With these thoughts in mind, here are some things to consider:
Where in your life do you linger too long in abstraction? Perhaps it relates to dating, your work, a spiritual/religious conviction, etc.
Where are you avoiding testing your theory? In other words, where are you avoiding taking action surrounding your theory–e.g. actually dating, taking action to save the environment, being kind/sacrificing, etc.
Start building. Take one action right now to test your idea, theory or philosophy.
In 2010 and 2011, 2 of the coldest years in New York City history, I lived in a house with no heat. When I got home at night I put layers on. My around-the-house uniform included long johns, fleece pants, double wool socks, a t-shirt, fleece pullover, heavy wool sweater, parka, a scarf or two and a hunter’s cap. I slept in the same outfit under a sheet, a fleece blanket, a light cotton blanket I never bothered removing from the summer and four thick, down comforters.
In an incident I chronicled in this blog, my pipes froze, forcing me to perform midnight, 30-degree, water-cascading-from-the-ceiling household triage. Shortly thereafter, my landlord (a very loose designation) shut the pipes off. It had become so cold that the water in the toilet froze, forcing me to concoct creative waste removal operations. Because there was no drinking water, I walked around with jugs to fill when I had access to running water.
I lived this way partly because I was convinced that I was being spiritually tested. I was proving that I could find peace and meaning in the face of really uncomfortable circumstances. And I achieved that. I developed a physical and spiritual toughness, cultivating an ability to cope–and occasionally thrive–in harsh conditions.
But it was uncomfortable. Without so much as a fireplace, I was living in conditions that a neanderthal would probably find intolerable.
So why did I do it?
There was the spiritual thing, which had more than a trace of truth to it. Though the spiritual test conveniently coincided with diminishing savings and nearly nonexistent income.
The other reason is this: People can put up with some pretty lousy shit if they believe their behavior only impacts them. I can be miserable when I believe I’m the only one who’s subjected to it. I can live in a freezing home if I’m the only one who has to bundle up. I can let my personal hygiene fall off in tragic ways if I’m the only one smelling it.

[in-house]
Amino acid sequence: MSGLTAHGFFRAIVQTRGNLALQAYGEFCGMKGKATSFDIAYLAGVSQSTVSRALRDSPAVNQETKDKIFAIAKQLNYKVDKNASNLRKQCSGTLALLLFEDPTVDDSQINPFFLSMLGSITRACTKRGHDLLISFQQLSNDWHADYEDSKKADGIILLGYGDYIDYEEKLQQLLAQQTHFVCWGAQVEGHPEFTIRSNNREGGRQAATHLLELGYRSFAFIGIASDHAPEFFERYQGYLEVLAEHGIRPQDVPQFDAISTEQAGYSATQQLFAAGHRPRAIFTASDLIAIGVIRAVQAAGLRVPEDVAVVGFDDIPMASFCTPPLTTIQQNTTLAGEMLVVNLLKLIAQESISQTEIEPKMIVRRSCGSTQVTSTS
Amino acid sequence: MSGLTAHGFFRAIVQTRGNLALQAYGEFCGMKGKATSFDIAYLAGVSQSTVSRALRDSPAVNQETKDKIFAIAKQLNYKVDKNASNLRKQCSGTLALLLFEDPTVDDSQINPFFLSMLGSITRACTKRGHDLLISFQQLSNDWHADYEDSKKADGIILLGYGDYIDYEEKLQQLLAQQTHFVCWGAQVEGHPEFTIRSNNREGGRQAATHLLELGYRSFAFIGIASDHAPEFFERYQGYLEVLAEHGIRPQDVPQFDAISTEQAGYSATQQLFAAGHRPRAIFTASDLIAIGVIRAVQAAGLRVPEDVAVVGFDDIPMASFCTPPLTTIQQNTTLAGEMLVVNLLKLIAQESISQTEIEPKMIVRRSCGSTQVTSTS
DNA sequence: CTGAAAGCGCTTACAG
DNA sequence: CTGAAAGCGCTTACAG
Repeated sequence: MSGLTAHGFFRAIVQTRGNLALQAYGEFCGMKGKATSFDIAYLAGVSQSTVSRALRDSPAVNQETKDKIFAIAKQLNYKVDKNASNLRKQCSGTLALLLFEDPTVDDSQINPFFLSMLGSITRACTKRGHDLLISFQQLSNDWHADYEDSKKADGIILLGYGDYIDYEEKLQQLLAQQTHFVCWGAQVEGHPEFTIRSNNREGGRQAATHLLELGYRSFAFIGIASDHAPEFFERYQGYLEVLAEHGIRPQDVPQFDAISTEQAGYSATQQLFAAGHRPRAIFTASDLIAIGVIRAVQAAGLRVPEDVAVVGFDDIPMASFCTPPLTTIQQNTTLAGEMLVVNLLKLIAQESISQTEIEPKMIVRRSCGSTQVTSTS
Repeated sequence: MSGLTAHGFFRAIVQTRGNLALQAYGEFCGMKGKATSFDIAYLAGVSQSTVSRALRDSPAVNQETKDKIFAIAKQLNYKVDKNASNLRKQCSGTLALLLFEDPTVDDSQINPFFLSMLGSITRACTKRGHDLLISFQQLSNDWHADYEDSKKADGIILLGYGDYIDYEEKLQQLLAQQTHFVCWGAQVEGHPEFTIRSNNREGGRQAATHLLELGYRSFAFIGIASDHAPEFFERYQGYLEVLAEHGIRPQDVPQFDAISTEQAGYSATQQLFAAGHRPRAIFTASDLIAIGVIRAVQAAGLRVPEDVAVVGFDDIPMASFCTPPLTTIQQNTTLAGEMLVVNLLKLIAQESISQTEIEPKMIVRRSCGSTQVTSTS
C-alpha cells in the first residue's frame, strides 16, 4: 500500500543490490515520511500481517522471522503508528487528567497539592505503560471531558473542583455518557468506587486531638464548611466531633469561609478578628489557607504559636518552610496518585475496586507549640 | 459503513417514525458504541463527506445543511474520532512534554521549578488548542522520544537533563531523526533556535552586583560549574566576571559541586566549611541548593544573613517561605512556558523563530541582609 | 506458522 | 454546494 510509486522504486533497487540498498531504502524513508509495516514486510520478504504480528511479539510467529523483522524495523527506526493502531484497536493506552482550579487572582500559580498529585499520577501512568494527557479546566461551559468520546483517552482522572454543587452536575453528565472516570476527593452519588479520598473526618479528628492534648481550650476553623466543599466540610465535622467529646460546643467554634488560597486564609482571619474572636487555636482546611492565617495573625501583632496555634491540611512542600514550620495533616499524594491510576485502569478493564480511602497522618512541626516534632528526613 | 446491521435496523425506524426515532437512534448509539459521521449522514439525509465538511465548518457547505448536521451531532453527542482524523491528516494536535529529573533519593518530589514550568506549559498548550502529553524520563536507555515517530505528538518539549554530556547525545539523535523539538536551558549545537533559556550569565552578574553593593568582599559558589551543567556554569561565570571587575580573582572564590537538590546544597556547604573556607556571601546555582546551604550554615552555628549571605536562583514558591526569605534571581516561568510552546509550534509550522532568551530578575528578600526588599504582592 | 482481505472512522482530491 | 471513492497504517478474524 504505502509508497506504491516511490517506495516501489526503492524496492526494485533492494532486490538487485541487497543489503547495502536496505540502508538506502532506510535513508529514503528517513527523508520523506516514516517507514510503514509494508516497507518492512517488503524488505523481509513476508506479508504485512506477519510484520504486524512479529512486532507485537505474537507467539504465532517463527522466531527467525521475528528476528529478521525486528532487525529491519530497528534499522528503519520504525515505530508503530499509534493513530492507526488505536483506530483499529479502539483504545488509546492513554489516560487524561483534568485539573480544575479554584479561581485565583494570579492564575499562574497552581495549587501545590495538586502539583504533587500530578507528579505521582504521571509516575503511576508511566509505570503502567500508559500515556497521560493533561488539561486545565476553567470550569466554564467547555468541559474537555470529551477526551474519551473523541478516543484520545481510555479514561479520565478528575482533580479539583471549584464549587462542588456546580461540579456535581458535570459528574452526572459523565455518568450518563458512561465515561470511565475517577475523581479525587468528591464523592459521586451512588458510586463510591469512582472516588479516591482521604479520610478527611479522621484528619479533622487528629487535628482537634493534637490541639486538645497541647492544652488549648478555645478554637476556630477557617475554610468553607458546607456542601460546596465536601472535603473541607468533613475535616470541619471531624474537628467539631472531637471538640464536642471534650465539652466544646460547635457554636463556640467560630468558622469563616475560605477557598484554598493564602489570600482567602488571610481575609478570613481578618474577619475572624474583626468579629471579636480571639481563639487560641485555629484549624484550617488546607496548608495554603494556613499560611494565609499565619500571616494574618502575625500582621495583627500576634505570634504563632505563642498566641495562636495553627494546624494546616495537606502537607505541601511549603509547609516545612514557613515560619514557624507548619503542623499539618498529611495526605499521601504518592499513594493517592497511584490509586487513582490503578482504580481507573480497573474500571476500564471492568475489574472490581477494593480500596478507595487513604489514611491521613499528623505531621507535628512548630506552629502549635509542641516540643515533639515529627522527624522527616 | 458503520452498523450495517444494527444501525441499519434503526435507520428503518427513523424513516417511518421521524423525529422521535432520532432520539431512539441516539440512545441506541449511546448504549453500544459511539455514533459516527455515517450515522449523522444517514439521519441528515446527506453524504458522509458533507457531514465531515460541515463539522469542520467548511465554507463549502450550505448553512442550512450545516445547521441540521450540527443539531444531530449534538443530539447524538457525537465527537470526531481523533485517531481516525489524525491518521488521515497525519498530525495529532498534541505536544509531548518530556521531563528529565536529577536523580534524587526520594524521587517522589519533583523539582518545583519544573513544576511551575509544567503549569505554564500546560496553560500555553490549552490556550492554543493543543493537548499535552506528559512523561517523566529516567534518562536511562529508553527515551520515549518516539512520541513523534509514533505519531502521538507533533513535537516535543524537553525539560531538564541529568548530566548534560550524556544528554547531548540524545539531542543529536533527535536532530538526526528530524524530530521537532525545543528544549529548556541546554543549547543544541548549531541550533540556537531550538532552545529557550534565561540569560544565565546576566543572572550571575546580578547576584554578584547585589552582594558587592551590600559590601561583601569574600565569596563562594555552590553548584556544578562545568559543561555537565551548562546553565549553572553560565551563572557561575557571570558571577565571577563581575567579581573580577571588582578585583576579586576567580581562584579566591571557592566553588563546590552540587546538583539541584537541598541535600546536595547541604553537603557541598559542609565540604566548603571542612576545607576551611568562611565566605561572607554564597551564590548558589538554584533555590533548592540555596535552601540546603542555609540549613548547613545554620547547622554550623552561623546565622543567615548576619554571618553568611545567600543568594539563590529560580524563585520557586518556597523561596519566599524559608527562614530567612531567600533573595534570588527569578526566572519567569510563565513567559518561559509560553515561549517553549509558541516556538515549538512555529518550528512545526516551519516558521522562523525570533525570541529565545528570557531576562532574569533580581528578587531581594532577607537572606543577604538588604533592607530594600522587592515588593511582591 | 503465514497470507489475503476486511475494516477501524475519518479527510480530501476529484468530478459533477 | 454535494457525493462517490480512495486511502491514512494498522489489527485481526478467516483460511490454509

What changed–the reason I type without gloves on a January night–was that my life became about more than myself. I got a girlfriend, girlfriend became wife, wife will one day be a mother. The guy who was okay porting collected rainwater from the roof to flush the toilet had little or nothing to do with being a great boyfriend, husband or father. It’s not that one is wrong and the other right–they’re just two different people.
In an ideal world, my motivation would be purely intrinsic, the voice of God would speak through me, divining me an intuitive wisdom that shows me the way of strength and goodness. Every so often, that’s how it goes.
More often, my motivators are extrinsic–something I cherish outside myself compels me to step into a bigger role. I want A, but A is not possible as long as I’m being B.
Let me clarify one point: I’m not promoting betraying oneself. The changes I’m referring to are aligned with who we are (our intrinsic motivation). The guy who got a job, a heated apartment and wanted to take care of others is more aligned with who I am than my previous incarnation as Nanook of Brooklyn Heights.
With these thoughts in mind, consider:
Name an extrinsic motivator in your life. Preferably this is something you want to have or have but are not feeling fulfilled by (e.g. relationship, job, goal).
What way of ‘being’ is preventing you from having this situation work? For me, I was being lazy and proud. Lazy about creating income and too proud to admit that I didn’t enjoy hanging around a sub-zero living room.
What impact are you pretending doesn’t exist by holding onto this way of being? For example, saying you don’t care about something or want something when you really do.
What way of ‘being’ could make the situation work? In my case, I had to grow up–or ‘be’ responsible.
Take one action today inside of this way of being.
When I was 14 I had a huge crush on Michelle Pockock. She was 5’8″, had black hair down to her butt, dark, button eyes and a small mouth with thick braces. At the time, I had no experience with women and was pretty much a nonentity in my high school’s social hierarchy. Despite these handicaps, I managed to invite Michelle back to my house one afternoon. I got her into my bedroom. I remember sitting there at the edge of my bed, talking about nothing. It was the perfect setup for a makeout session. And yet…I did nothing. I did not kiss her, touch her or even hint at the depths of my passions.
Later, she joined the debate team right after I did. You could say she followed me. We had many the overnight trips that lent themselves to secreting away. Michelle and I did none of that. Perhaps frustrated by my lack of initiative, she ended up hooking up with this short, pudgy-faced douche named Kirk–a Junior who boasted that he plucked her virginity to anyone who cared to listen.